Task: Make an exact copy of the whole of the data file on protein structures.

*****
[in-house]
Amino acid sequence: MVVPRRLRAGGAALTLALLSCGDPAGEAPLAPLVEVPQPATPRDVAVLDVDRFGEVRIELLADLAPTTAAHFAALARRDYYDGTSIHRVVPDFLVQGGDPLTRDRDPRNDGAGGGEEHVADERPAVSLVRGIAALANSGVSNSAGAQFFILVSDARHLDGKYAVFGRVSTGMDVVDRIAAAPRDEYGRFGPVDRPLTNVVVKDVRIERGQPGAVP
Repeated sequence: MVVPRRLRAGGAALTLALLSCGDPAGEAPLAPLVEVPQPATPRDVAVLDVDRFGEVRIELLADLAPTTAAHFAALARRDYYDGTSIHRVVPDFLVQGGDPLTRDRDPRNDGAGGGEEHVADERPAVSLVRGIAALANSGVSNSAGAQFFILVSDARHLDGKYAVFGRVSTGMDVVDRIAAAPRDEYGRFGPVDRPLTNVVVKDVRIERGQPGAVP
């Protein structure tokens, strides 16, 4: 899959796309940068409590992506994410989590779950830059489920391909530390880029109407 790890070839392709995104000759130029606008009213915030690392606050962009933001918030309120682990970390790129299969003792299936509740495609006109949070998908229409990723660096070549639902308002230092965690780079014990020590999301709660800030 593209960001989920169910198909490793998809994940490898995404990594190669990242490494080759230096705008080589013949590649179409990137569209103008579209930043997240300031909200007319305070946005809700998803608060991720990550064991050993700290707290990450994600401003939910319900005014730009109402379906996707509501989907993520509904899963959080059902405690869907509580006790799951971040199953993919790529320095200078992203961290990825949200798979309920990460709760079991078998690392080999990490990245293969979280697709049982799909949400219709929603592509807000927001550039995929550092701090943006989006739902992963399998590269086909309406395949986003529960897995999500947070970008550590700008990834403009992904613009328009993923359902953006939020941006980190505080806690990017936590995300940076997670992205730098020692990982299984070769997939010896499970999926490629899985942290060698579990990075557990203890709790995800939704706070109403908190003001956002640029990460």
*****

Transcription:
[in-house]
Amino acid sequence: MVVPRRLRAGGAALTLALLSCGDPAGEAPLAPLVEVPQPATPRDVAVLDVDRFGEVRIELLADLAPTTAAHFAALARRDYYDGTSIHRVVPDFLVQGGDPLTRDRDPRNDGAGGGEEHVADERPAVSLVRGIAALANSGVSNSAGAQFFILVSDARHLDGKYAVFGRVSTGMDVVDRIAAAPRDEYGRFGPVDRPLTNVVVKDVRIERGQPGAVP
Repeated sequence: MVVPRRLRAGGAALTLALLSCGDPAGEAPLAPLVEVPQPATPRDVAVLDVDRFGEVRIELLADLAPTTAAHFAALARRDYYDGTSIHRVVPDFLVQGGDPLTRDRDPRNDGAGGGEEHVADERPAVSLVRGIAALANSGVSNSAGAQFFILVSDARHLDGKYAVFGRVSTGMDVVDRIAAAPRDEYGRFGPVDRPLTNVVVKDVRIERGQPGAVP
């Protein structure tokens, strides 16, 4: 899959796309940068409590992506994410989590779950830059489920391909530390880029109407 790890070839392709995104000759130029606008009213915030690392606050962009933001918030309120682990970390790129299969003792299936509740495609006109949070998908229409990723660096070549639902308002230092965690780079014990020590999301709660800030 593209960001989920169910198909490793998809994940490898995404990594190669990242490494080759230096705008080589013949590649179409990137569209103008579209930043997240300031909200007319305070946005809700998803608060991720990550064991050993700290707290990450994600401003939910319900005014730009109402379906996707509501989907993520509904899963959080059902405690869907509580006790799951971040199953993919790529320095200078992203961290990825949200798979309920990460709760079991078998690392080999990490990245293969979280697709049982799909949400219709929603592509807000927001550039995929550092701090943006989006739902992963399998590269086909309406395949986003529960897995999500947070970008550590700008990834403009992904613009328009993923359902953006939020941006980190505080806690990017936590995300940076997670992205730098020692990982299984070769997939010896499970999926490629899985942290060698579990990075557990203890709790995800939704706070109403908190003001956002640029990460």